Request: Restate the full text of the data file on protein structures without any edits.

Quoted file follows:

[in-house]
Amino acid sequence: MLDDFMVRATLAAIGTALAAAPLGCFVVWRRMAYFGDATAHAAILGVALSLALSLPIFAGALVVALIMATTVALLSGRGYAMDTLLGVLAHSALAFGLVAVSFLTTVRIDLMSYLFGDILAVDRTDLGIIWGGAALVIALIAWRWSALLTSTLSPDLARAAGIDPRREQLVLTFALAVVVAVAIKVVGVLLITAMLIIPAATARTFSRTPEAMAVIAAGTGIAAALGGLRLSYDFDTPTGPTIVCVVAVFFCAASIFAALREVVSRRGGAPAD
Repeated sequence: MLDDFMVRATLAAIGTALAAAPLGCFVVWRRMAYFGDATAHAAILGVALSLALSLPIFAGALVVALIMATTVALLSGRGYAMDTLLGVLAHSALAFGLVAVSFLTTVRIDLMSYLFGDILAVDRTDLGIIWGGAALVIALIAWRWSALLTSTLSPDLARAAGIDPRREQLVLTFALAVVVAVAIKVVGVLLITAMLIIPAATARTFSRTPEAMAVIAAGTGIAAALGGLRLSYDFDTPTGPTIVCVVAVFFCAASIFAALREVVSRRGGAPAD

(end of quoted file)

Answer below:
[in-house]
Amino acid sequence: MLDDFMVRATLAAIGTALAAAPLGCFVVWRRMAYFGDATAHAAILGVALSLALSLPIFAGALVVALIMATTVALLSGRGYAMDTLLGVLAHSALAFGLVAVSFLTTVRIDLMSYLFGDILAVDRTDLGIIWGGAALVIALIAWRWSALLTSTLSPDLARAAGIDPRREQLVLTFALAVVVAVAIKVVGVLLITAMLIIPAATARTFSRTPEAMAVIAAGTGIAAALGGLRLSYDFDTPTGPTIVCVVAVFFCAASIFAALREVVSRRGGAPAD
Repeated sequence: MLDDFMVRATLAAIGTALAAAPLGCFVVWRRMAYFGDATAHAAILGVALSLALSLPIFAGALVVALIMATTVALLSGRGYAMDTLLGVLAHSALAFGLVAVSFLTTVRIDLMSYLFGDILAVDRTDLGIIWGGAALVIALIAWRWSALLTSTLSPDLARAAGIDPRREQLVLTFALAVVVAVAIKVVGVLLITAMLIIPAATARTFSRTPEAMAVIAAGTGIAAALGGLRLSYDFDTPTGPTIVCVVAVFFCAASIFAALREVVSRRGGAPAD